The music is languid and Middle Eastern. The dancers begin moving very slowly and deliberately—feeling their way. S searches for patterns or meaning; seeking some kind of sense, but finds none. No one opens their eyes. With some distress, she realizes this show is not choreographed. Each dancer is moving to the music in their own way. She feels a mild annoyance building. I came to see a dance performance, not a bunch of people feeling music. I can feel music.
There are about twenty people in the audience, all friends of the performers. S feels suddenly and unexpectedly very foolish sitting there in a chair watching as the “dancers” move. She shifts awkwardly in her hard chair, now uncomfortable. She glances sideways at Paul and Marianne, but they seem placid, observant.
In the front row of the formation there is a beautiful, young woman. She is voluptuous and radiant and very sensual. She is moving in serpent-like coils on the ground, her eyes closed and lips pressed lightly into a smile. She is enjoying herself completely…in some kind of ecstatic trance. S watches the woman going deeper into herself and moving without a care in the world and suddenly her mild annoyance ignites into full-blown anger. Not just a little angry, but enraged. The sight of the dancers moving as they please while she sits and watches makes her feel like screaming. “The audacity of this woman! Surely,” she thinks, “others must be annoyed. This is not a performance. This should be private. Why do they need an audience?” She looks around. Others must be bothered also? To her surprise, the audience seems to be relaxed and enjoying the show. She is alone in her agony.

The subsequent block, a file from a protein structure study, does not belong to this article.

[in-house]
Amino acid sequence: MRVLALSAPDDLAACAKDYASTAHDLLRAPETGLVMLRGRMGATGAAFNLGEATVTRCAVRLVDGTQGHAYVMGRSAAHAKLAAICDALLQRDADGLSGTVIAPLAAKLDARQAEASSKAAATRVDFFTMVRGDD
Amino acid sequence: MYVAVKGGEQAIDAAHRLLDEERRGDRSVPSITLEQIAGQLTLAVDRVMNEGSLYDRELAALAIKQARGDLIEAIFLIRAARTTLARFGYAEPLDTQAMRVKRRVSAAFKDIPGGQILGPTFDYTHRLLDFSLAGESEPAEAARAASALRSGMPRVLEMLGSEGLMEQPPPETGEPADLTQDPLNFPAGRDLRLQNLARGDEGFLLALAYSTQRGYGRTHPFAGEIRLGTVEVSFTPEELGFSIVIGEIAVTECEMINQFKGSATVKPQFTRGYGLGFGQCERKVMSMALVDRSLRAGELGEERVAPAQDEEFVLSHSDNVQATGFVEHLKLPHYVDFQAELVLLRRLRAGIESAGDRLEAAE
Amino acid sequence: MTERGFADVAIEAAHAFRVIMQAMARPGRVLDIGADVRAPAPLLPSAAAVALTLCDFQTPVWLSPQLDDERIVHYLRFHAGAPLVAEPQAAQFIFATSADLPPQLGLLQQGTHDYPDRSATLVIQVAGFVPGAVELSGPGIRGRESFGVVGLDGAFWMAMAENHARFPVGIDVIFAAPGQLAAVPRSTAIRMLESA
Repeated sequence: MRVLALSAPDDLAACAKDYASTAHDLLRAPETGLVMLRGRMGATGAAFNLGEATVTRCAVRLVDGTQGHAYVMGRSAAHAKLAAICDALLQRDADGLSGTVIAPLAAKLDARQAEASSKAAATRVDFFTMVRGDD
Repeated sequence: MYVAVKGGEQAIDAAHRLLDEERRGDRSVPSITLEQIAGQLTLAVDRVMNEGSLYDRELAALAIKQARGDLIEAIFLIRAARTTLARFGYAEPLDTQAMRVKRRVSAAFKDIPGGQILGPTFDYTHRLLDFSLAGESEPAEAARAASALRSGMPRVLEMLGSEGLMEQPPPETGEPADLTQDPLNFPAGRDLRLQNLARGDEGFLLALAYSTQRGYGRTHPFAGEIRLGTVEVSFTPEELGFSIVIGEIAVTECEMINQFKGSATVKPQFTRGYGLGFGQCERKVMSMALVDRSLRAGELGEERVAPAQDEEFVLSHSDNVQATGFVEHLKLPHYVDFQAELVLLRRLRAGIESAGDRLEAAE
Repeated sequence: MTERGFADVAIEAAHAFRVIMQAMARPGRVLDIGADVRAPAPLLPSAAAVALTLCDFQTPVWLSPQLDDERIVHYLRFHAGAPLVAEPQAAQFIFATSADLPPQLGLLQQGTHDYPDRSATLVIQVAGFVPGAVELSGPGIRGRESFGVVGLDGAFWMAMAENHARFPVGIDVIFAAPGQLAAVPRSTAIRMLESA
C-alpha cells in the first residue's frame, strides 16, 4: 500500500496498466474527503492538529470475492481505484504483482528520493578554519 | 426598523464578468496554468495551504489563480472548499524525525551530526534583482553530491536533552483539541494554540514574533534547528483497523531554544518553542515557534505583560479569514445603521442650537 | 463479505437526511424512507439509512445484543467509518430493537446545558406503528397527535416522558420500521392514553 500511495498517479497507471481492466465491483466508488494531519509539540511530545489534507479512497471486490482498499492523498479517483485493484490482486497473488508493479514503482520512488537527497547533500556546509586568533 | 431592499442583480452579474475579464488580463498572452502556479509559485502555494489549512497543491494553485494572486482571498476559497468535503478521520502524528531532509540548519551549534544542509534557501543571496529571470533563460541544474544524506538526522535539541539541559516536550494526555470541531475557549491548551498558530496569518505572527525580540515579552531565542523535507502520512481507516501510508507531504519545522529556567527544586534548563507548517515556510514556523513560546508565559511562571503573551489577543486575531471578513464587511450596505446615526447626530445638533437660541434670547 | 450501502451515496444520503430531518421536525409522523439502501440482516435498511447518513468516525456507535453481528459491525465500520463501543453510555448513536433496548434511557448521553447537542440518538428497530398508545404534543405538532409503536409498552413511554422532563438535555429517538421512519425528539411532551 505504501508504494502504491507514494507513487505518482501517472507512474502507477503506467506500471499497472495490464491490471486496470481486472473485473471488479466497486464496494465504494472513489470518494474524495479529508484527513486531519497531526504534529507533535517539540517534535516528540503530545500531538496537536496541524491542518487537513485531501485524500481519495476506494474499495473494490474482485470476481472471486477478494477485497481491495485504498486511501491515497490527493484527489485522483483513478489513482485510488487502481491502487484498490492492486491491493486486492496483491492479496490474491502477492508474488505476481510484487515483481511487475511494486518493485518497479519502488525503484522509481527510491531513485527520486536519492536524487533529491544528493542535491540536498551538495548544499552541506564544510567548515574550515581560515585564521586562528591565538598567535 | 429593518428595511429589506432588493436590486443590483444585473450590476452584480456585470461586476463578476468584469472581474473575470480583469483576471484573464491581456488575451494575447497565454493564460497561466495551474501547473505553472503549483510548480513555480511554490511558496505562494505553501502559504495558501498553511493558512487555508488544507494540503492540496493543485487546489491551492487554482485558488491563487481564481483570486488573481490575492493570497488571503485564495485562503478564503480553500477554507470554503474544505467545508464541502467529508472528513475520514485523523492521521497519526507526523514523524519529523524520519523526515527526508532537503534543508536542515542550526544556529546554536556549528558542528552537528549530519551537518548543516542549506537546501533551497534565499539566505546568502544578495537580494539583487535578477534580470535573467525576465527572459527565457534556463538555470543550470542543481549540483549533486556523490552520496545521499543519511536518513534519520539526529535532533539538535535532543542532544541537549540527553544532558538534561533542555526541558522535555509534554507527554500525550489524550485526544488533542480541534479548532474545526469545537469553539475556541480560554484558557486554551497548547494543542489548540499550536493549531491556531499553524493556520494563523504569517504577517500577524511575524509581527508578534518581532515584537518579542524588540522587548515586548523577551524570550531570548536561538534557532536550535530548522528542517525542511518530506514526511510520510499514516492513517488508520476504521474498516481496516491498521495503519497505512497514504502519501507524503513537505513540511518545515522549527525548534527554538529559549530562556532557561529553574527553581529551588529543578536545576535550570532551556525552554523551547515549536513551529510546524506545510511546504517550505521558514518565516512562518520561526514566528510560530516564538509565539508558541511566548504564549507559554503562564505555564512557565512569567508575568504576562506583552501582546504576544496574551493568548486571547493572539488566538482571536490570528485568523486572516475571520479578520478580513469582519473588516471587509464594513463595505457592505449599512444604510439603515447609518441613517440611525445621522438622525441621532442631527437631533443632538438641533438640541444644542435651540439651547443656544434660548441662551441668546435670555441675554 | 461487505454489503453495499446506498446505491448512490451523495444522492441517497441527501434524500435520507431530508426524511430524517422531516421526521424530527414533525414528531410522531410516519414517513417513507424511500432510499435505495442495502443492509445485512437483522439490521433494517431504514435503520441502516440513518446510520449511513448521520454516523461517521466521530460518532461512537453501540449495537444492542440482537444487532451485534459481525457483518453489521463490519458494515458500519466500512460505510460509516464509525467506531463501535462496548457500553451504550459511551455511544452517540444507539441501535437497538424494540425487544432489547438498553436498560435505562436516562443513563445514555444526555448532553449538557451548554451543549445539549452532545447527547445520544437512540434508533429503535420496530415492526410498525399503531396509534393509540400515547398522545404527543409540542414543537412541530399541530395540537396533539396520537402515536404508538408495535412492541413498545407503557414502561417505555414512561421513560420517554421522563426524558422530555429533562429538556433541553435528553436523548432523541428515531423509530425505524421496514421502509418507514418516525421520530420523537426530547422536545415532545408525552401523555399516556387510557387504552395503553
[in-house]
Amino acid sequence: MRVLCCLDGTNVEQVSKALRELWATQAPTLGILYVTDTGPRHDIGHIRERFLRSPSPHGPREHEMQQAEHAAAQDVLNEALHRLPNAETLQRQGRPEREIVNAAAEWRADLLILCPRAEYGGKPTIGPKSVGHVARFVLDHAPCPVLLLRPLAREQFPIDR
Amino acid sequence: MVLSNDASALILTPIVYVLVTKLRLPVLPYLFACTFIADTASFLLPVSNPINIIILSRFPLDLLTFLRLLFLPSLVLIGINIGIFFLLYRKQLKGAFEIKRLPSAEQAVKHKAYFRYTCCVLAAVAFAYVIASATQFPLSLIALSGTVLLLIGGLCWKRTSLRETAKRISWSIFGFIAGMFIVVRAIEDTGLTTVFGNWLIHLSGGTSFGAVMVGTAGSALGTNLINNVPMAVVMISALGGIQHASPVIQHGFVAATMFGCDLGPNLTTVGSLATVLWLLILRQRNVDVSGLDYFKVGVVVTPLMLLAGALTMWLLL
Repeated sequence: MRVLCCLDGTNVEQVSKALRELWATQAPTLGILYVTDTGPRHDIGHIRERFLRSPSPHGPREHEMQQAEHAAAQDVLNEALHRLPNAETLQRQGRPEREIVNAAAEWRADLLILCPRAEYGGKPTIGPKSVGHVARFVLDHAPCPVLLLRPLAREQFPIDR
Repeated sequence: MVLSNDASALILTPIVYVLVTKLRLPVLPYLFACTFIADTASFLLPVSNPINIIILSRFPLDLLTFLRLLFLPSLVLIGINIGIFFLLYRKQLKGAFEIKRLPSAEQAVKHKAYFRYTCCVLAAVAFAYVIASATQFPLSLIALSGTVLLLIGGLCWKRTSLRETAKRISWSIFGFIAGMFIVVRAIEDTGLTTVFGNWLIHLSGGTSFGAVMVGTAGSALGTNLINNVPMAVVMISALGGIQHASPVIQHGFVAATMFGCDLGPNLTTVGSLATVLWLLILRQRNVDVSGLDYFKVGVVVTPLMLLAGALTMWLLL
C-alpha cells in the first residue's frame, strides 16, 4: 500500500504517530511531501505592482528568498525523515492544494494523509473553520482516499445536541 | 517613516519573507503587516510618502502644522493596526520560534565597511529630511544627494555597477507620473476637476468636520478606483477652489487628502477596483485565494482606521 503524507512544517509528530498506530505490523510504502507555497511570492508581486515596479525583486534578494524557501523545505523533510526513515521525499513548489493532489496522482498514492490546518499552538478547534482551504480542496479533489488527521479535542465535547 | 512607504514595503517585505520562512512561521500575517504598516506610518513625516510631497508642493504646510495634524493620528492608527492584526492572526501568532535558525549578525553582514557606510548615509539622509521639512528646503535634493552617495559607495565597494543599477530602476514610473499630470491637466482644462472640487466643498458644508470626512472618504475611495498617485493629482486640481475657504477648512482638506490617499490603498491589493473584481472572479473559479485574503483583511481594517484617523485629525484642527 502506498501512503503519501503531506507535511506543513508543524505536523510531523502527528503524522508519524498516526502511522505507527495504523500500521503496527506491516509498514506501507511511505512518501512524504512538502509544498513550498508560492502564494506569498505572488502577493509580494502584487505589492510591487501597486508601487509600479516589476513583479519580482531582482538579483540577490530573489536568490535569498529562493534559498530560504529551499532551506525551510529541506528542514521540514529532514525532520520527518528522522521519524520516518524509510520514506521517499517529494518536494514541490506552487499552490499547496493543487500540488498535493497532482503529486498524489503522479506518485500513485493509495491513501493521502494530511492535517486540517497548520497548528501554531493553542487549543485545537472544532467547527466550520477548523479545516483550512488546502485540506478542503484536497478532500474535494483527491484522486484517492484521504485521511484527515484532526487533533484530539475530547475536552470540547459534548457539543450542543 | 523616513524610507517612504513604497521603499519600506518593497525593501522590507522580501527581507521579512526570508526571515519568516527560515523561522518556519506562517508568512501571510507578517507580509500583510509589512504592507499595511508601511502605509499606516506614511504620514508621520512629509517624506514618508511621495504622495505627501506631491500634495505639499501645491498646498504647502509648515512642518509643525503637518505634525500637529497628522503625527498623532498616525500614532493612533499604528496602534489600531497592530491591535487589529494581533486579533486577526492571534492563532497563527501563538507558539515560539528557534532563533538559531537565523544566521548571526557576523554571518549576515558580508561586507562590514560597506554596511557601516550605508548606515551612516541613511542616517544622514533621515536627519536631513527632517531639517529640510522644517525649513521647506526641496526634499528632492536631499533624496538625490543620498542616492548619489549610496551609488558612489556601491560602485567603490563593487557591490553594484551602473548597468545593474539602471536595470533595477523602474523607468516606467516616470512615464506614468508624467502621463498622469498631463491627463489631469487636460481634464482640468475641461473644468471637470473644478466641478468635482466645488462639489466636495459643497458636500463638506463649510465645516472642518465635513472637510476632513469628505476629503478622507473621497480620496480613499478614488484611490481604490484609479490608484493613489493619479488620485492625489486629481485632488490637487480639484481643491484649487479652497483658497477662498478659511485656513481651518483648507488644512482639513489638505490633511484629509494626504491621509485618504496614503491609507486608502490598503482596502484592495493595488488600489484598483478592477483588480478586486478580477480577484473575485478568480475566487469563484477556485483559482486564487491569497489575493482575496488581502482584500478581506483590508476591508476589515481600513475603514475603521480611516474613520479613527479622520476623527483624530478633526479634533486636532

The show itself lasts only about twenty minutes. Then, the dancers invite the audience to join in a dance party. Marianne dances freely. S fakes it for a few minutes, but feels stiff and confused about her reaction. Paul insists that they leave and she is relieved. With some difficulty, they pull Marianne away and head to dinner.
All evening the image of the young woman enjoying the bliss of her body, her sensuality, her…femininity…haunts S.
The next day, S is in H’s office for her weekly session. She hasn’t mentioned Katherine to him and he hasn’t asked.
She describes to him the events of the night before. He listens with pleasure as she tells the story. He reminds her that Gurdjieff’s movements—the ballets he choreographed and the exercises he taught his pupils—were influenced by Sufi dance. She hadn’t known this. The coincidence seems extraordinary.
“But, why become angry? Amused…entertained…bored…these are all natural responses to the event you’ve described. Why angry?” he asks.
She searches for the answer. At first, she is stuck. Her ego wants to tell him, “I thought it was self-indulgent and rude. I felt like a voyeur. It should have been private.” She can feel she is righteous and still furious.
“It was too intimate!” She finally insists. “You don’t need an audience for that kind of dancing. I do that alone in my bedroom all the time. What made them think that was ready for the public? How dare they expect me to sit there while they experience ecstasy!” She feels the force of her protest is beyond her experience.
He doesn’t react or respond. In the silent space, she has a realization and her heart begins to ache. She says much more softly and slowly, ashamed at the obviousness of the revelation, “Ahhhhh…I didn’t want to be watching them. I wanted to be them. I wanted to be dancing, too.”
She realizes the intensity of her emotions that night weren’t hers alone. Yes, they were hers, but she was also feeling Katherine’s frustration, sitting at the Prieuré watching the dancers rehearse. She realizes Katherine, too, must have longed to be them—but, she couldn’t because of her poor health. An enormous wave of compassion washes over her. She realizes how fortunate she is to have this healthy body—so capable, so agile, so strong. So beautiful and feminine. She must enjoy it. She must dance.